Tuesday, December 11, 2012

In defense of A Christmas Story

...Many moments of the film seem quite superfluous to the central plot. Why the broken furnace? Why the bully? Why the Little Orphan Annie decoder pin? At a mere 94 minute [sic], all these extra scenes, that have not made quite the splash in pop culture, have come to feel like cheap padding. If it were just a story about being a kid, I'd understand but it's so specific to the holiday season, that these moments don't seem to really fit into the overall celebration of Christmas.
The first time I saw A Christmas Story was at a friend's house around the ol' Yuletide season. She couldn't believe I had never seen it before, so naturally I had to plunk down in front of the TV and watch it. I was pretty shocked to see that it was, in fact, running non-stop for 24 hours on TBS - I thought only The Yule Log got that treatment at Christmas time! Regardless, I liked the movie, though  I never gave it a hard look the way Rachel does in her post.

Don't get me wrong; I have no great attachment to the movie. I don't rush to the TV to watch it every Christmas Eve. My favorite holiday film has always been Miracle on 34th Street (THE ORIGINAL, thank you very much). Still, I think I can address the reason why this movie is as beloved as it is. Nostalgia is certainly a huge part of the equation, but I think it goes deeper than that.

A Christmas Story is what we used to call a "shaggy dog story" - the kind that has a tendency to ramble and go all over the place and is not in any great rush to get to the "point," such as it is. Such kinds of stories tend to be part of the oral tradition (A Christmas Story is narrated by Ralphie as an adult), so there's a much greater emphasis on storytelling rather than story. It should also be noted that director Bob Clark partly based this film on a volume of short stories.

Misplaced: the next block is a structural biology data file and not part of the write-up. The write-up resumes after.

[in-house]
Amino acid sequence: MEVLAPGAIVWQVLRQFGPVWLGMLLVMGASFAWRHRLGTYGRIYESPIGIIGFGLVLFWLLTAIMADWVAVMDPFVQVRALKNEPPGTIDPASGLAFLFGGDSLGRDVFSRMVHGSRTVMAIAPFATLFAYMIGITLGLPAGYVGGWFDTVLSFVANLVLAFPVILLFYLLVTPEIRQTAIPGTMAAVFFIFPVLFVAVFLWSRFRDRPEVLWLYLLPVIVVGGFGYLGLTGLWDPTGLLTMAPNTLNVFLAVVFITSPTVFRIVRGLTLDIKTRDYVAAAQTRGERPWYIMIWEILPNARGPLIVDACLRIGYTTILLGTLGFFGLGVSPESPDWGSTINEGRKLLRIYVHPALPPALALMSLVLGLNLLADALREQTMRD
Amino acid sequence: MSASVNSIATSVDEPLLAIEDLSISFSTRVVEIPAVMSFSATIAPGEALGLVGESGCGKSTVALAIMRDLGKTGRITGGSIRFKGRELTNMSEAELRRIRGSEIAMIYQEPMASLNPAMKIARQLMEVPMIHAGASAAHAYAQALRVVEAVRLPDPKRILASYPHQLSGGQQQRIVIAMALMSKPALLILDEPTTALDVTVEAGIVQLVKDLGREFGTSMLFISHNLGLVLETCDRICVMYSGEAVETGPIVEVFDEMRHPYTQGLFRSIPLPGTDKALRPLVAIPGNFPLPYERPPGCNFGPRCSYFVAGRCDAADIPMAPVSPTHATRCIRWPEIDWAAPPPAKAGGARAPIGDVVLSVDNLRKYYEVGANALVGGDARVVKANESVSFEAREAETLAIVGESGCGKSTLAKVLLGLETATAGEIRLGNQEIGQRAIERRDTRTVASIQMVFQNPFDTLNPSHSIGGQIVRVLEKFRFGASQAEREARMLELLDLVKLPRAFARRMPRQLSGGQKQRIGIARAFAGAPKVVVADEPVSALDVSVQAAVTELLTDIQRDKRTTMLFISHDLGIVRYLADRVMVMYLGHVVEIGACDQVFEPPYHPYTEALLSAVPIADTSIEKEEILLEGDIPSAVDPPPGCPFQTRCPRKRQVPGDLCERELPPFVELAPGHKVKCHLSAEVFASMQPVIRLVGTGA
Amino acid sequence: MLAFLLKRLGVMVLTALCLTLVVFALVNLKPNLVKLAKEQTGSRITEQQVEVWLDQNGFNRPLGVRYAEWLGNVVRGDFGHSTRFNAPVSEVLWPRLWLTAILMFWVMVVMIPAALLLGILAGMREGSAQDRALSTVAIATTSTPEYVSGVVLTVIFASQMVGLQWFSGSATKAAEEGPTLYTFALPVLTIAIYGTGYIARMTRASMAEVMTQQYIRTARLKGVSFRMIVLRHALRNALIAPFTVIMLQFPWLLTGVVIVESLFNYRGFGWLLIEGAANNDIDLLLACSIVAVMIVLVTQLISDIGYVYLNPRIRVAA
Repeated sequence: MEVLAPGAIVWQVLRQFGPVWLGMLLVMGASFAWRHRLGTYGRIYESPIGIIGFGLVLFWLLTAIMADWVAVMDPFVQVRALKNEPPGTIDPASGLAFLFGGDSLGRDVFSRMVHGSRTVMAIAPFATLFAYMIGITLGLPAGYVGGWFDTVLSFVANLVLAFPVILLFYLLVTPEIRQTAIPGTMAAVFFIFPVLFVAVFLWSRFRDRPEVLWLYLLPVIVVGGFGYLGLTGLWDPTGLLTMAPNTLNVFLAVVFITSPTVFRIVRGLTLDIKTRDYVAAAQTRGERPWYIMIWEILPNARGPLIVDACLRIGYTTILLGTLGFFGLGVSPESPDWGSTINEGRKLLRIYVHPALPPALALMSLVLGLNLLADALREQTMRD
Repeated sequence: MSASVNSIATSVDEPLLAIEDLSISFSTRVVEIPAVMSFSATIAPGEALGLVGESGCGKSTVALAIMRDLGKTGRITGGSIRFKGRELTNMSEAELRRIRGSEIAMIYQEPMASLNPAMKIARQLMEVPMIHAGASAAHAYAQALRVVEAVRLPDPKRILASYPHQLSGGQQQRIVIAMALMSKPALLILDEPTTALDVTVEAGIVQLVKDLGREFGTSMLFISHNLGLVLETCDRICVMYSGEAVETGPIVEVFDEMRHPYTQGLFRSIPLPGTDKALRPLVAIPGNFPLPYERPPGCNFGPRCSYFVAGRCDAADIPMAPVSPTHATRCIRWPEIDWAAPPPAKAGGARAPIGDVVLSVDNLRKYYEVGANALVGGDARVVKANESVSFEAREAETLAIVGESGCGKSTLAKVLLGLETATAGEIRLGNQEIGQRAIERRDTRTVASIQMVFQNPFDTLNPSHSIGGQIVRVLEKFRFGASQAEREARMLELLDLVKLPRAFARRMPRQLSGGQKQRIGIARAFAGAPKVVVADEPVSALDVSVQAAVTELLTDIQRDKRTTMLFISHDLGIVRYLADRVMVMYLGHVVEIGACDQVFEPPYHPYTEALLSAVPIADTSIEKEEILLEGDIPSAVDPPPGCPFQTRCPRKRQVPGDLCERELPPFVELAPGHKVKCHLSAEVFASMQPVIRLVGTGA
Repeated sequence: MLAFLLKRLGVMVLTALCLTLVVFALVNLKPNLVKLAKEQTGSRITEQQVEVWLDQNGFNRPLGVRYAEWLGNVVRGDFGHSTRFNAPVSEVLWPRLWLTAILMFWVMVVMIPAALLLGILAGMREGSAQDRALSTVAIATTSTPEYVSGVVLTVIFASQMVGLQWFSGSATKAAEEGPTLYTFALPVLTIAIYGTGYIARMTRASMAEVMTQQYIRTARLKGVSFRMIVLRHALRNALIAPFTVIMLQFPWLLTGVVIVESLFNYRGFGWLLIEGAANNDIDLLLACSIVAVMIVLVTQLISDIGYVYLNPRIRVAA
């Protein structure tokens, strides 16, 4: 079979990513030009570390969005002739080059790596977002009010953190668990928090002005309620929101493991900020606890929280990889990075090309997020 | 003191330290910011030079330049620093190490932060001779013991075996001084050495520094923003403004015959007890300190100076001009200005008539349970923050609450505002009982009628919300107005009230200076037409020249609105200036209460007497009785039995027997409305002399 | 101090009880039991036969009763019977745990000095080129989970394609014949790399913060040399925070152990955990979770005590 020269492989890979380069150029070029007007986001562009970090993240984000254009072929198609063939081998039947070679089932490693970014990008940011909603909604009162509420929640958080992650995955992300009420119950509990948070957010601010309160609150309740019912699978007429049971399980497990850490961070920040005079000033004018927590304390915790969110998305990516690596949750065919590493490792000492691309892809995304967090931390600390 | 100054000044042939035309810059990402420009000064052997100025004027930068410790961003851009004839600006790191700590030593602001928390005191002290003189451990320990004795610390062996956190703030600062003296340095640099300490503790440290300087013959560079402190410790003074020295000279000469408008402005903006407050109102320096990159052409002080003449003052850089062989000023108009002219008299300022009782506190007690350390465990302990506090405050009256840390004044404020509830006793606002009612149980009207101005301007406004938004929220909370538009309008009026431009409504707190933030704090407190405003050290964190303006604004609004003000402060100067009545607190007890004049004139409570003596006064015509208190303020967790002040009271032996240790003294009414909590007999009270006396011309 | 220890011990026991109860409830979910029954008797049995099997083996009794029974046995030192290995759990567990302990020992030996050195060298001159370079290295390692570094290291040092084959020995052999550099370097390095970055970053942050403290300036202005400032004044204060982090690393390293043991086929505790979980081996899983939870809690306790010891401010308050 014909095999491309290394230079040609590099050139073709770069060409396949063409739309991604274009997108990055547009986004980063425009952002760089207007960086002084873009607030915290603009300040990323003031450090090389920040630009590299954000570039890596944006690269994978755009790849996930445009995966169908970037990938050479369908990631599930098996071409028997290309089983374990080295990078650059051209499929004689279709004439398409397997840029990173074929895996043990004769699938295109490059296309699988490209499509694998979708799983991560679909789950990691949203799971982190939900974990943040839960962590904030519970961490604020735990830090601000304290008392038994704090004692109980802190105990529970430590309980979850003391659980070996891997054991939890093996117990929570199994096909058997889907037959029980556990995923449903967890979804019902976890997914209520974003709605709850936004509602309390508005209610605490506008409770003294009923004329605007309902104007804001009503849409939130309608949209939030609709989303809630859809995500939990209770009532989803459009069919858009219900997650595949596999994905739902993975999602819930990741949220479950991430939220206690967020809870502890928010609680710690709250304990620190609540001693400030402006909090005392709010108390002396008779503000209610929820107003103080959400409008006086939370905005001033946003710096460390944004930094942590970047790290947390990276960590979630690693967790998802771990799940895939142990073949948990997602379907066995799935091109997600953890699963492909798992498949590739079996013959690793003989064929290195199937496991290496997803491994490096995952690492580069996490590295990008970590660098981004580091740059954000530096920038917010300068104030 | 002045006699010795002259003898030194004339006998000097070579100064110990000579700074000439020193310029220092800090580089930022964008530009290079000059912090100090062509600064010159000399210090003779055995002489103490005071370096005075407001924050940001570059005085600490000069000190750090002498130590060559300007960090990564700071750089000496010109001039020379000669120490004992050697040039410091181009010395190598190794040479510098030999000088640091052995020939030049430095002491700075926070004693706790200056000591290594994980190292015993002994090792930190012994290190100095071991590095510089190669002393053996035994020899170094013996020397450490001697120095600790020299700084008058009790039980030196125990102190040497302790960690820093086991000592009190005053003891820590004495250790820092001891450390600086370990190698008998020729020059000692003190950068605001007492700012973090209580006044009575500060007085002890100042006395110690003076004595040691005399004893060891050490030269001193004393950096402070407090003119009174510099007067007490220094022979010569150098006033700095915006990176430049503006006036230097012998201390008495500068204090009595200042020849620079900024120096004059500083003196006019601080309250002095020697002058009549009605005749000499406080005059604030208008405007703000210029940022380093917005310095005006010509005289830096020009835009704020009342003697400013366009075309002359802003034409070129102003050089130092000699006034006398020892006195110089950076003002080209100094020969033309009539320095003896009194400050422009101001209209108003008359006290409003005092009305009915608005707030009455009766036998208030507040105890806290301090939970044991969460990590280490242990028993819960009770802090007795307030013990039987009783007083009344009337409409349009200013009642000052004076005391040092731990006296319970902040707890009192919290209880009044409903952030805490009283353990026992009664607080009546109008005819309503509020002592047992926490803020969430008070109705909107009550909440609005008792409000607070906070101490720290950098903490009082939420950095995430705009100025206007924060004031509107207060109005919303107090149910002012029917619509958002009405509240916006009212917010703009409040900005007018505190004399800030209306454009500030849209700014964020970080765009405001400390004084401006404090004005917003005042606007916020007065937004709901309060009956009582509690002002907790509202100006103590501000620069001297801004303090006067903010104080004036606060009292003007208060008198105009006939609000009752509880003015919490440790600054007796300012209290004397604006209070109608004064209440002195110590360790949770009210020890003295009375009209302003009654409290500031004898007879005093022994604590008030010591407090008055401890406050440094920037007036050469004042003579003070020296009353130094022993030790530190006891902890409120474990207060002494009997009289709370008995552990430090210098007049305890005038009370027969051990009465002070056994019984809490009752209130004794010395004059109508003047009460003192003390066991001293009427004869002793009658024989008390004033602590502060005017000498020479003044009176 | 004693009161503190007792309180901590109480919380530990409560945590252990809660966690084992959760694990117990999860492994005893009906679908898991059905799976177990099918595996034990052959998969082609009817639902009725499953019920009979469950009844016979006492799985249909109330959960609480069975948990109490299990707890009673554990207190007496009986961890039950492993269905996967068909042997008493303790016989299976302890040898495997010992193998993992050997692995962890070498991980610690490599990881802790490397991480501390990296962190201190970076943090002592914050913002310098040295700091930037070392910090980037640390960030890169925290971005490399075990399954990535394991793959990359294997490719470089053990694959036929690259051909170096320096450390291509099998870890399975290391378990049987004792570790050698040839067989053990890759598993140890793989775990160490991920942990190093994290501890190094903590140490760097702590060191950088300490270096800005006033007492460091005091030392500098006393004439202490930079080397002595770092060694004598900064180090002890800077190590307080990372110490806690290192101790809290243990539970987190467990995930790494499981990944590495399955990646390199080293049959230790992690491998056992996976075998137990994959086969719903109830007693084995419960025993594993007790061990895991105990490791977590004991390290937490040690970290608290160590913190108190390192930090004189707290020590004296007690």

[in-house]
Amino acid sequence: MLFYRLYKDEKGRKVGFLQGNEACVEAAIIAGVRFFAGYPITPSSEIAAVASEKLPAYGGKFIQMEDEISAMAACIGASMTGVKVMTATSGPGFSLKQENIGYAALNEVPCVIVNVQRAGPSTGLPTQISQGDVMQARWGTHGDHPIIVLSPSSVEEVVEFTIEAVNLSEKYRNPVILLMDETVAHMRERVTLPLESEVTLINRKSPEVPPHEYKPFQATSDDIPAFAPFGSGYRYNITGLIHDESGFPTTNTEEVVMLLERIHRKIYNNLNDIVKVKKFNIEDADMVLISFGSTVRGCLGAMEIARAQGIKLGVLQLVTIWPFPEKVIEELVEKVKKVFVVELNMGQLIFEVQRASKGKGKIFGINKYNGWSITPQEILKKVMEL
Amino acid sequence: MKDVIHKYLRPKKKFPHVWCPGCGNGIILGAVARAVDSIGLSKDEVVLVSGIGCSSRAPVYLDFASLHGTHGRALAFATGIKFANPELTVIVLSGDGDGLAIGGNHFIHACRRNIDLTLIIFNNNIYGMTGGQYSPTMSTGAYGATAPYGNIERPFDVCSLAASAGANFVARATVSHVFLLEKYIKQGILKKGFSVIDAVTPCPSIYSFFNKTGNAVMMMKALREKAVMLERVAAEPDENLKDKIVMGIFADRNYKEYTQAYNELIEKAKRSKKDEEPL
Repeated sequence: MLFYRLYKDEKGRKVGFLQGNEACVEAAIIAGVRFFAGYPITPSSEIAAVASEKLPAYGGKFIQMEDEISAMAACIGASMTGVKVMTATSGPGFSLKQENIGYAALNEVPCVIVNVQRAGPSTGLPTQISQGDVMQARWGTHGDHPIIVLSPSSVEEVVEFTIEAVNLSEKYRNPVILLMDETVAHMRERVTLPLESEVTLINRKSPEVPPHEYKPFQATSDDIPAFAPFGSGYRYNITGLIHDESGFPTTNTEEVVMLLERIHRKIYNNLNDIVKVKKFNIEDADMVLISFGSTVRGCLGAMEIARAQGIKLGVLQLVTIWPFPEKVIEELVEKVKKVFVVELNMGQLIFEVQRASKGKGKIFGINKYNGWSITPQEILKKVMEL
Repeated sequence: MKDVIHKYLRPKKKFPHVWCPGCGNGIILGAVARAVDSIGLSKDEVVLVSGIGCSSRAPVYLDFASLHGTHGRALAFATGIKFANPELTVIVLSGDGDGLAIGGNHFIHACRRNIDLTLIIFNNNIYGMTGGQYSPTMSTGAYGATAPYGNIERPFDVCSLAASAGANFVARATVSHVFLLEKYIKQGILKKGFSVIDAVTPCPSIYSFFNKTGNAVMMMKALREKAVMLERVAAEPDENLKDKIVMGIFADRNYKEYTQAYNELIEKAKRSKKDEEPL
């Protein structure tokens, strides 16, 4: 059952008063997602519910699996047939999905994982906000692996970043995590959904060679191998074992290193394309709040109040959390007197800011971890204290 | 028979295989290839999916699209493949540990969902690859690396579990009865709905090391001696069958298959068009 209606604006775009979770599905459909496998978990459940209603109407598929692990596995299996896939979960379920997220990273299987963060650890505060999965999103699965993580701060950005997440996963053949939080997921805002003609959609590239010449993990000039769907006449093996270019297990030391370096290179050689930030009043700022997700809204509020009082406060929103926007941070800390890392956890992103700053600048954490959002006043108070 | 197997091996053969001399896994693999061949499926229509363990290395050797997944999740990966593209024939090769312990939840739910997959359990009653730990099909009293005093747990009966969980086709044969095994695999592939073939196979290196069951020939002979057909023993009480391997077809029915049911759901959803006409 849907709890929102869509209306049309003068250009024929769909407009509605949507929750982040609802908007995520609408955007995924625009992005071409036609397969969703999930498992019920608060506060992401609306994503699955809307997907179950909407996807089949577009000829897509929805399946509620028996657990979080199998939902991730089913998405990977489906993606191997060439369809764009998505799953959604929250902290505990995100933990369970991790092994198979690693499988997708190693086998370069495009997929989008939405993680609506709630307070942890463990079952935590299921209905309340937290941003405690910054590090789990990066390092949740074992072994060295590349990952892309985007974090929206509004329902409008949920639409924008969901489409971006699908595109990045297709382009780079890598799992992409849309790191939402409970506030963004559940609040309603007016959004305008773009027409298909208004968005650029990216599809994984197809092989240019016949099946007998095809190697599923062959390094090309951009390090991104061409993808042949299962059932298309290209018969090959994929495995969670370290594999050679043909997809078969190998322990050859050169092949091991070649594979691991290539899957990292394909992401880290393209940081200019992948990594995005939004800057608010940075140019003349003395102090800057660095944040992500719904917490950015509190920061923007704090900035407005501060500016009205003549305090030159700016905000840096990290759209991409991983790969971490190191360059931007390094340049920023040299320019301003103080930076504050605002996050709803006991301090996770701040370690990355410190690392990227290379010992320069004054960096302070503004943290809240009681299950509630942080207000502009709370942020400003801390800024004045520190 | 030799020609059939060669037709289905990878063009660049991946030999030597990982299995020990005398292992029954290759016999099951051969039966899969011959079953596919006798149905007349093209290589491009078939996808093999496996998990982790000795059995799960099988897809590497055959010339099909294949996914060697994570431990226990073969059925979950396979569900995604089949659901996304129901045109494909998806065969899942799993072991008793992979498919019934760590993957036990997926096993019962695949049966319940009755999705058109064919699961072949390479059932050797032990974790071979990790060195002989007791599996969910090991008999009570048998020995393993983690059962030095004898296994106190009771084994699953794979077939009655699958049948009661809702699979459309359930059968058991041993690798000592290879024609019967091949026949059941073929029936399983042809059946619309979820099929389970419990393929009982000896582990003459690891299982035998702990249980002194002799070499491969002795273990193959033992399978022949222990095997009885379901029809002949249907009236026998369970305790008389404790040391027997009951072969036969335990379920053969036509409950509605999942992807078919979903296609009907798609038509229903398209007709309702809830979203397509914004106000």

I admit, it never occurred to me that this approach might not appeal to everyone. I hesitate to suggest that it may be a generational thing, but I honestly find it next to impossible to imagine a movie quite like this enjoying the same level of success today. 

I would argue that A Christmas Story is very much about being a kid, and that Christmas is the vehicle for that theme. Kids may seem more sophisticated and savvy about the world around them today, but some things don't change, no matter what the era, and I believe the enduring popularity of this movie proves that.

Agree? Disagree?


  1. I really like A Christmas Story. To me, the episodic feel of it is home-y, and as you said, nostalgic. It's definitely about boyhood more than it is about Christmas.

    The Christmas cards I'm sending out this year have this very picture in the front. :)

    1. Oh, sorry--the second one. The inside reads, "Hathy Holidayth." It's that picture in black and white.

    2. Awesome. A part of me has always been tempted to try that tongue thing.

  2. I like your argument and I agree on much, but I still don't really like this movie. Maybe it's been enough years that the nostalgia would win.

  3. Fair enough. Like I said, it's not my all-time favorite holiday movie, but I can still see the appeal.

  4. I'm not a fan of A Christmas Story, but did you spot that this made Cinemark's 'classic movie' series for the holidays? Along with, of all things, Home Alone and Miracle on 34th Street.

  5. If 'Home Alone' is a Christmas movie, then so is 'Die Hard.'


Note: Only a member of this blog may post a comment.